The value of this bet depends on how much you believe in the Indians and their playoff window. If you think the Indians have a real chance to contend for the AL pennant, Lindor is fantastic value. Pretty much the only way that Cleveland is going to beat out Minnesota and win the AL Central is if Lindor lifts the offense up to the level of the pitching, which he’s more than capable of doing. Lindor can hit for power, gets on base regularly, steals bases, and led baseball in runs scored in 2018. He’s also an excellent defensive shortstop, which is huge on a team like Cleveland, which doesn’t put up a lot of runs and relies on run prevention to win games.
Where can this go wrong? Lindor is the constant subject of trade rumors, which could mean that he gets traded out of the league entirely if the Indians’ best suitors come from the National League. There’s virtually no chance that Lindor wins the award if he gets traded out of the American League, so that’s a real worry (although you’d likely have a “voided bet” in that situation). If he gets traded within the American League, such as to Oakland or the Yankees, his chances will improve, but he’d be working against history, as no player has ever been traded and won the MVP in the same season.
If Lindor can stick around northeastern Ohio and make the Indians contenders, he’s an excellent choice to win this award. But this is going to be tough because Lindor is going to have to have an outstanding season in a brief period of time to earn this one.
Alex Bregman, Houston Astros, +1500
If this were an objective bet, Alex Bregman wouldn’t be sitting at 15-to-1 odds. But because it’s so subjective, there’s little reason to think that Bregman has a real chance at the award unless he’s so dominant that baseball writers cannot ignore his accomplishments, simply because of the team he plays for.
Regardless of your feelings on the Astros’ scandal, most writers were offended that Houston showed little to no remorse for stealing signs, and many of these writers have long memories. Remember, these are often the kind of voters who have been petty enough to refuse to throw a vote for the Hall of Fame to a sure-fire first-ballot choice simply because “if Babe Ruth wasn’t a unanimous selection, then nobody should be a unanimous selection.” So, they’re certainly not above refusing to throw an MVP vote to an Astro player as punishment for the scandal.
Will that happen? It’s tough to say. Bregman’s OPS numbers are incredible in large part because he plays in a park that is built for doubles and whacks plenty of them, topping 37 in each of his past three seasons. He also walks more than he strikes out, an increasingly valued metric, and he hit 41 homers last season and seems ready for even more.
But the hard reality is that there is no way some of these writers are going to vote for Bregman or any of his teammates unless they prove so dominant that there’s no other option. Bregman’s going to have an excellent season, but the deck is stacked against him. Look elsewhere.
Gerrit Cole, New York Yankees, +5000
A pitcher winning the AL MVP is hard. It has happened once in the past 28 years, and it was only because Justin Verlander was simply dominant in 2011 that it occurred. It’s the subjectivity again, as many writers believe that there’s just no way a player who goes out once every five days can ever reach the level of someone who plays every day.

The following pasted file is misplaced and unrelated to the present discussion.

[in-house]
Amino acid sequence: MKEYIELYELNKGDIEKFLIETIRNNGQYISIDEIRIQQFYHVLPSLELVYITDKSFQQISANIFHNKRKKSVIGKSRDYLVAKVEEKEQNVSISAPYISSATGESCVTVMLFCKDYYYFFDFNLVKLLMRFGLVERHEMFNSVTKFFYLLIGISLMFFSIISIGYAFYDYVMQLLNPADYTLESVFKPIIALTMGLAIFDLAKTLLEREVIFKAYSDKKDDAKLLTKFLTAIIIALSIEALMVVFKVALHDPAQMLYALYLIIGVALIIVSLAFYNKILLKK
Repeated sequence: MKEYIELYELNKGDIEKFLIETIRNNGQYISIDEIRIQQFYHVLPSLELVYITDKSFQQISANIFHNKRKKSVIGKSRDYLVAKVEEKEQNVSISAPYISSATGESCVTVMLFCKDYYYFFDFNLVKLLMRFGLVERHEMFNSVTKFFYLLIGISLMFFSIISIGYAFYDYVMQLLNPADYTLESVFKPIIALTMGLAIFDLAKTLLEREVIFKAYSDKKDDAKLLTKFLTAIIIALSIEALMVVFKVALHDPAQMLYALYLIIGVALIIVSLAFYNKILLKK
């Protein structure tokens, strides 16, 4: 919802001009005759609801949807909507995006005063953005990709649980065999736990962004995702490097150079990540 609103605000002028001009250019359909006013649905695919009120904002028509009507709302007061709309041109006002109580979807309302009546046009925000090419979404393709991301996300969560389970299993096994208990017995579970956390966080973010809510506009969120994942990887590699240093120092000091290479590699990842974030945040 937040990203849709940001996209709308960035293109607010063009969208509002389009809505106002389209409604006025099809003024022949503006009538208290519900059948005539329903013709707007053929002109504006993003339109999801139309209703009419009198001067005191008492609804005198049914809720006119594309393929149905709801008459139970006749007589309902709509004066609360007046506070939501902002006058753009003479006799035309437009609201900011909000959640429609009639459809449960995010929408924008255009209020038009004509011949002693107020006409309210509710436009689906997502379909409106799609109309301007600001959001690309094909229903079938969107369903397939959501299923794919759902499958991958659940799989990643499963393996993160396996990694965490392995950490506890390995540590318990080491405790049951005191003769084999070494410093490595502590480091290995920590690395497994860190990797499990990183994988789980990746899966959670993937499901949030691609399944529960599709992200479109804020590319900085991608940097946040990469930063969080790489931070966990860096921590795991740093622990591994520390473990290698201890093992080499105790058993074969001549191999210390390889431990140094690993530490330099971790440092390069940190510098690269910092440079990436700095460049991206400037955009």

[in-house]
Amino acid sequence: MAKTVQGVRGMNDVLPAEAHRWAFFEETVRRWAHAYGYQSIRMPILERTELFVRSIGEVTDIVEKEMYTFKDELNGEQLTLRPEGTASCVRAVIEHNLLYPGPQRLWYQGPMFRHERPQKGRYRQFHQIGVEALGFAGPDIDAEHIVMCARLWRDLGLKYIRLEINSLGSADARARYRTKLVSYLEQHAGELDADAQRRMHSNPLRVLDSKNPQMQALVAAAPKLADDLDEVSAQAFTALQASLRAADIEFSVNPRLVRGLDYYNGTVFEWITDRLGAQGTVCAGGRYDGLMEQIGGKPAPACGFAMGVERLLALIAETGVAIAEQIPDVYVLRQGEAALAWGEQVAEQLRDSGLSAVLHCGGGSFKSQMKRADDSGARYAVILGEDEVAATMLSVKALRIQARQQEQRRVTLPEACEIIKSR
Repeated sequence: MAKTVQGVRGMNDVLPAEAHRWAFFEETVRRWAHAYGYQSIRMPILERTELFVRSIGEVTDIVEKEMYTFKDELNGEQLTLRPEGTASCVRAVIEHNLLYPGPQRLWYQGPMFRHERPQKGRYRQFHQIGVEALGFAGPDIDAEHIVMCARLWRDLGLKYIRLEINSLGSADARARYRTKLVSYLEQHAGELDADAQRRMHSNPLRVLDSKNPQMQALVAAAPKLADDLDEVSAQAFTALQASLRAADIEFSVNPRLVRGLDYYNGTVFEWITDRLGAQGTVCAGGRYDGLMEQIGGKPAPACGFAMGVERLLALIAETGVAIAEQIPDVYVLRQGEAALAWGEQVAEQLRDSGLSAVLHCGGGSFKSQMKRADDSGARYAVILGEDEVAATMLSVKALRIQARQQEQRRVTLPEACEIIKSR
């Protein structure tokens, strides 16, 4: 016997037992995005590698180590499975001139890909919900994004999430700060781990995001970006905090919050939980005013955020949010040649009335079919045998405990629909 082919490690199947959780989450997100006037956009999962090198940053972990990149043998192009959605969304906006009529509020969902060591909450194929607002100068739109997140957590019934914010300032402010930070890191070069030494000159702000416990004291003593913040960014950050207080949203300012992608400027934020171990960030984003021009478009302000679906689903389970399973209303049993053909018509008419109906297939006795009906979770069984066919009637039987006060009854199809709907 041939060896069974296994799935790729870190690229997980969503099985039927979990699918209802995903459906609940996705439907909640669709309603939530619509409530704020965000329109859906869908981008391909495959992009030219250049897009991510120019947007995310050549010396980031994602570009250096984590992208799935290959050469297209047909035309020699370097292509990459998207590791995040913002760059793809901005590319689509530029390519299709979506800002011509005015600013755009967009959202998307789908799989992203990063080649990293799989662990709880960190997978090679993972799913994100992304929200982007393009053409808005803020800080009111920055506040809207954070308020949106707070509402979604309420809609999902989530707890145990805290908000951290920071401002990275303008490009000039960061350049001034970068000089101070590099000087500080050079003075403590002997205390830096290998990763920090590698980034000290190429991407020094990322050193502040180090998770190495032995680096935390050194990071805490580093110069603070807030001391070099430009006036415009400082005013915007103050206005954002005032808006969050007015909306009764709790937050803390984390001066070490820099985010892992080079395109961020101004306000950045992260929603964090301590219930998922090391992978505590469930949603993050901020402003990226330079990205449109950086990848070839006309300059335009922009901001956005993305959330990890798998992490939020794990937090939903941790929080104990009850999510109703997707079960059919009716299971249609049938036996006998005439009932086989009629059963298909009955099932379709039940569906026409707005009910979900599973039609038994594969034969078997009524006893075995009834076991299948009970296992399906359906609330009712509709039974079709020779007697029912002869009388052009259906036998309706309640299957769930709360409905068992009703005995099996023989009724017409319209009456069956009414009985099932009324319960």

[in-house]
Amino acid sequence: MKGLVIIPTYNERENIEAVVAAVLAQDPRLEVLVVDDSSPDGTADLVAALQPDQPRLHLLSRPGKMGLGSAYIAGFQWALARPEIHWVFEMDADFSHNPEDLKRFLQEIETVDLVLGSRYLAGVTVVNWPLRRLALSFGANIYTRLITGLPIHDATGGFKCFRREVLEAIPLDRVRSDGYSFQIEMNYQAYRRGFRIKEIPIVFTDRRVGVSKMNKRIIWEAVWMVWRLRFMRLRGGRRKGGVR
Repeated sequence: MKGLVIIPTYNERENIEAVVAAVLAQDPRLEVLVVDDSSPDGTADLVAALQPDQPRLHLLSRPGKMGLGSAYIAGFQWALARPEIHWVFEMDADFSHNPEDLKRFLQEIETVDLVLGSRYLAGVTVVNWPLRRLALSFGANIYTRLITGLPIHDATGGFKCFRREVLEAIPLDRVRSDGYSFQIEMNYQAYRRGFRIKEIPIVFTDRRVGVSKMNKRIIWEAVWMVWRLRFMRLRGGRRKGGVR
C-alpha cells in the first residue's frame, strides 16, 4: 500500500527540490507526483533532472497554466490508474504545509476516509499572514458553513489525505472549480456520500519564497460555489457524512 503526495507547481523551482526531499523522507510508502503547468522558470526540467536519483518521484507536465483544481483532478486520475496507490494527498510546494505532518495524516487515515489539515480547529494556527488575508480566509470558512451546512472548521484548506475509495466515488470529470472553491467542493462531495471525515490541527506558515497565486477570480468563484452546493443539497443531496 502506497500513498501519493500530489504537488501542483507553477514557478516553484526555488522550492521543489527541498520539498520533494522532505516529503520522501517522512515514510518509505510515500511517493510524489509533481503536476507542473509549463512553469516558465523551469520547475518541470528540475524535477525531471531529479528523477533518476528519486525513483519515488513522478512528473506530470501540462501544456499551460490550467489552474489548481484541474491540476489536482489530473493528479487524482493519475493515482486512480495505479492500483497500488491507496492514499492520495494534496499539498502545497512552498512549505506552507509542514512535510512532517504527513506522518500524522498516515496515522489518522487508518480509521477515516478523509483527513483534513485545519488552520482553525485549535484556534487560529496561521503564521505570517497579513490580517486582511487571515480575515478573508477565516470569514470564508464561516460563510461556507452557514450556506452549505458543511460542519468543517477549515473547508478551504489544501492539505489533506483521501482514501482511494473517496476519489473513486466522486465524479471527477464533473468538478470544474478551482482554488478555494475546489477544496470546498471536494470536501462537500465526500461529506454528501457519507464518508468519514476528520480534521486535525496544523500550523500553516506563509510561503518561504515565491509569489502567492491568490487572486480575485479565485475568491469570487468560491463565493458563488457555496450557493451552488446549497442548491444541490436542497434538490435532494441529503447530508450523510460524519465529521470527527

If any pitcher can do it, it’s Cole, because if he doesn’t, the Yankees probably aren’t winning the AL East. In case you haven’t noticed, New York’s pitching is kind of in shambles at the moment. The Yankees won’t have Luis Severino or James Paxton, and that means Cole and Masahiro Tanaka have to essentially be the entire rotation for the Bronx Bombers. And Cole’s got to do that while adjusting to New York, which is very different from anywhere that he’s ever pitched his home games. More than one Yankee free agent has thought he was ready to handle New York, only to find out that it takes time to adjust to the pressure of pinstripes.
If Cole can be Cole, he’ll deserve any MVP votes he gets, because that’ll allow the Yankees to overcome a rough part of the season and still be themselves for the playoffs. But it’s a tough slog.
Josh Donaldson, Minnesota Twins, +2500
Here’s another player who’s with a new team, and unlike Cole, Donaldson has a real shot at winning this. First, he’s moving to Minnesota, which features far less pressure than New York. Second, he’s playing every day and should be a welcome addition to a Twins lineup that was already homer-happy last season and should be even stronger this year. Third, he’s in a position to make a real difference for a team that won 101 games last year and could be even better this year. (Of course, the Twins might not actually get to PLAY 100 games this year, but that’s beyond the point.)
The point is that Donaldson brings plenty to the table as a free agent, and he’s won this award before back in 2013. He knows what it takes to do the job, and he’s going far too low at 25-to-1 right now.
Dan’s Pick to Win the AL MVP
I don’t see any real benefit to betting on Trout. The money value is just not there for what could go wrong. Plus, he’s going to be constantly compared to what the did the season before. Even if I wasn’t a playoff snob about this (and I openly admit I am), the chances of Trout winning back-to-back AL MVP awards are rather low.
Instead, I want either Judge or Donaldson. Both come with their flaws, but both play for good teams that need them to have strong years in order to get to the postseason. (For the record, I would also like DJ LeMahieu at +6000, but last year made it clear that he’s not likely to get real consideration for the award). Judge and Donaldson are both big enough names to get writers’ attention, and they’re both talented enough to put together a great abbreviated season and win the prize.
Yes, Judge could get hurt. Yes, Donaldson could show signs of age or struggle to adjust to Minnesota. But those are gambles worth taking at their prices. I’m not going to bet it myself because of the subjectivity, but if you like this bet, I think throwing a couple of bucks on both of these players is a worthwhile gamble. Bet your AL MVP pick for FREE by taking advantage of a HUGE 50% real cash bonus on your first deposit of $100 to $2000 at one of the web’s biggest and best baseball betting sites: Betnow!